NEWS December Consumer Food Insights Report Reveals Steady Food Behaviors Amid Economic Change

December Consumer Food Insights Report Reveals Steady Food Behaviors Amid Economic Change

WEST LAFAYETT, Ind. — Data trends emerging in 2022 help show that most people have been slow to start changing how much they spend on their favorite foods, even though the economic environment is much different than it was at the beginning of the year.But there are some notable exceptions to this stickiness of food behavior and preferences, according to a newly released report Consumer Food Insight Report.

Purdue University Investigative Report Center for Food Needs Analysis and Sustainability Assess food spending, consumer satisfaction and values, support for agricultural and food policy, and trust in information sources.

“Broadly speaking, consumers are facing some budget constraints this holiday season,” he said Jason LaskerDean and Distinguished Professor Agricultural Economics At Purdue University, who leads the center. “About one-third said they were concerned about not being able to afford a gift, but that was far from the majority. When we compared responses to inflation in December to last summer, most of these behaviors did not increase in frequency .”

However, Lusk drew attention to the growing shift to cheaper brands — unwelcome news for a brand struggling to build a consumer base.

Experts at Purdue University conducted and evaluated the survey, which included 1,200 consumers across the U.S. Other key findings were:

  • Household food spending increased by more than 15% compared to January.
  • Consumers are shopping more at discount stores and spending less on discretionary spending.
  • 36% of consumers are concerned about being able to afford holiday gifts this year.
  • 14% of shoppers found that certain items were out of stock, up from 25% in January.
  • Sugar is the most common food consumers will restrict in their diets in 2022.

“A 15% increase in food spending this year is clearly a significant change, attracting

We’re very interested in its causes and effects,” Lasker said. “But it’s worth pointing out that our metrics like food safety and food satisfaction haven’t shifted similarly in either direction, which is a very good sign.” suggests that average happiness may not have declined. “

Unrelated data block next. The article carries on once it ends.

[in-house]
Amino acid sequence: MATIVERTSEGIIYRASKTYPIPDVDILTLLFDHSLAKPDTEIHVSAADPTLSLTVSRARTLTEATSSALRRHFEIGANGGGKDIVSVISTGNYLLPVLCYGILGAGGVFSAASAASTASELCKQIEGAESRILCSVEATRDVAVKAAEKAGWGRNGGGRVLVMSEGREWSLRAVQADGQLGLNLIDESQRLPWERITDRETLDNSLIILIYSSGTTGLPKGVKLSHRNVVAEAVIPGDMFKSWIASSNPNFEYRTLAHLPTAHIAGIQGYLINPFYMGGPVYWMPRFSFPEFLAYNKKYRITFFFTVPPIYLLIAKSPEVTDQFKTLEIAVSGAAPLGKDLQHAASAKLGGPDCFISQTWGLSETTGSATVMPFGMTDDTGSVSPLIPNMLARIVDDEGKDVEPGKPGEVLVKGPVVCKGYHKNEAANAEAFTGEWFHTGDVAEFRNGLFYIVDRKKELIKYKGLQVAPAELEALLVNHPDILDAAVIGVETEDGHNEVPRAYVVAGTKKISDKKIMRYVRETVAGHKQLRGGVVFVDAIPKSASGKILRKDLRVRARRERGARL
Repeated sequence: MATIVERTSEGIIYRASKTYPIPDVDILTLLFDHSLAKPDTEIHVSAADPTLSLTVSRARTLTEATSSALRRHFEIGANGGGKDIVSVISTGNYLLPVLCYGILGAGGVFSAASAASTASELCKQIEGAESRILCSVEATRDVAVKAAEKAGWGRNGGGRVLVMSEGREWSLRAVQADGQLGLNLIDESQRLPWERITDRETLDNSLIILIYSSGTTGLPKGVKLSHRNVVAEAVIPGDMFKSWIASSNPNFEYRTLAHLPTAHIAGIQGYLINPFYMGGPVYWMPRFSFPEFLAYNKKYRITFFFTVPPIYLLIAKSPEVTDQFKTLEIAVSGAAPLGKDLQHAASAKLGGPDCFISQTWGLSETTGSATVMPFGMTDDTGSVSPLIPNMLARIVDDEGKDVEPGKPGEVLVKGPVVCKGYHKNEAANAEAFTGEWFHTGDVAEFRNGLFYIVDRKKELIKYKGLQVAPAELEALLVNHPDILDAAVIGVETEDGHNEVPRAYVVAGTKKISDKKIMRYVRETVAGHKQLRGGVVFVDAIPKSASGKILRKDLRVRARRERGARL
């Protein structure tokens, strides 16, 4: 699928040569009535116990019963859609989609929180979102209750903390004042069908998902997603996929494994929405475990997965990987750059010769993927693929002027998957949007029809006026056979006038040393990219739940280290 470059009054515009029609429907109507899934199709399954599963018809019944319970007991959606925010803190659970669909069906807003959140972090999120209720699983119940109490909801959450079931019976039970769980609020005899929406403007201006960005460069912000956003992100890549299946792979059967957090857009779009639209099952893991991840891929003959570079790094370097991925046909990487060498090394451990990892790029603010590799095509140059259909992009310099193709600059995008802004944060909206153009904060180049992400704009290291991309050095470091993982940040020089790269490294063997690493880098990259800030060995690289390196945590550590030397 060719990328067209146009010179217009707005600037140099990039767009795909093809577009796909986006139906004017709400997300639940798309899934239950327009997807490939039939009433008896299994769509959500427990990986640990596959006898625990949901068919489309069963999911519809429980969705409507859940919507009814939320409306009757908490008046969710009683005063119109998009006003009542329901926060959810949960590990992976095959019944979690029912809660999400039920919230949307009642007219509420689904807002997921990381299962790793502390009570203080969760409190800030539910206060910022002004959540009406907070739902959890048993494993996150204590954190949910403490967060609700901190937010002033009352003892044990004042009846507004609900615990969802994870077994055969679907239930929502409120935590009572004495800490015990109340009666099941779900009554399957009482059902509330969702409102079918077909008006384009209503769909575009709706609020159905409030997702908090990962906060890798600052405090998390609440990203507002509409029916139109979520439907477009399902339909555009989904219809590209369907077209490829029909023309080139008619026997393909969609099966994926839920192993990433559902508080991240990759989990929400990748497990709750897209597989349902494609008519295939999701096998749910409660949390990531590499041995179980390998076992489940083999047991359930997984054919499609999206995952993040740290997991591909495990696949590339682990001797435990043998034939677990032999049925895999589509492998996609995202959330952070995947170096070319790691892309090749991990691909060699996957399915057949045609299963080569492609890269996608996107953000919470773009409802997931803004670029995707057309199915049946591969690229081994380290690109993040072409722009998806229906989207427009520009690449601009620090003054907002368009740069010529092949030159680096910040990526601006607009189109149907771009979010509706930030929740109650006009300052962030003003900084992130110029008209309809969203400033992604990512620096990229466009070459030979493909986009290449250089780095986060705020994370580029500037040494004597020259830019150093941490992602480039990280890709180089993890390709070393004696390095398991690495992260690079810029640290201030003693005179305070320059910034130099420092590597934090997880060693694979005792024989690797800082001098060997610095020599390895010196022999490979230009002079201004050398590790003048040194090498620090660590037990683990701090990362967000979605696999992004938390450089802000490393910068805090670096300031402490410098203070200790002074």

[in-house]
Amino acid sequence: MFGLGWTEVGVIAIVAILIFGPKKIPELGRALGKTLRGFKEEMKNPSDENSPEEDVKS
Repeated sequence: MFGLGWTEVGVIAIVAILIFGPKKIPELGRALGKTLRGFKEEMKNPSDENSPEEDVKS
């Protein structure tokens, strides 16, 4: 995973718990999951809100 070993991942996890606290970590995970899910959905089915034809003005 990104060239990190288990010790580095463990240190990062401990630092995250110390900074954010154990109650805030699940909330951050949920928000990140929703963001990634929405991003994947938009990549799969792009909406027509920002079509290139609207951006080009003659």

The findings also suggest that there has been no change in where people spend their money. Lusk noted that the popularity of online grocery shopping appears to be declining. This raises questions about the floor of online food shopping and whether it has been largely driven by the COVID pandemic.

As for food behavior, easing supply chain issues seems to mean it’s easier for consumers to find all the food they want.

“This year, chicken was the most reported item that people couldn’t find in the grocery store,” said Sam Polzin, a food and agriculture survey scientist at the center and a co-author of the report. “Given that we are in the midst of the deadliest outbreak of bird flu ever, this is not surprising.”

People also reported buying less sugar and related products.

holiday spending

“Considering how bad added sugar is for our health, it’s a nice change,” Polzin said. “But we also don’t know whether people are actually acting on their reported desire to reduce their sugar intake.”

Polzin drew attention to the food policy section of the December report, as debate over the new farm bill rages on this year.

“We observed small increases in popularity for each of the policies surveyed, which may indicate openness to a range of new food policies that are clearly communicated,” Porzin said.

The survey data further suggest that consumers’ understanding of potential threats to U.S. agriculture is fairly similar to that of experts. However, there is a mismatch in terms of possible improvements.

“Compared to experts, consumers underestimated the improvements from farm diversification because consumers believed that local and organic food production would bring similar or greater benefits,” Polzin said.

In addition, consumers believe that using stricter standards for GMOs will improve the well-being of Americans, which is completely at odds with experts. The mismatch, he said, shows that some of the science has not yet penetrated the public, or has even been distorted to promote false beliefs.

Lusk discusses the report further in his blog. The Center for Food Needs Analysis and Sustainability is Purdue’s next steps in agriculture and food systems And use innovative data analytics shared through a user-friendly platform to improve the food system.In addition to the Consumer Food Insights Report, the Center also offers an online product portfolio dash board.

writer: steve copes

Media Contact: Maureen Manier,

source: Jason Lusk,

Agriculture Newsletter: 765-494-8415;

Maureen Manier, Department Chair,

Agriculture News Page

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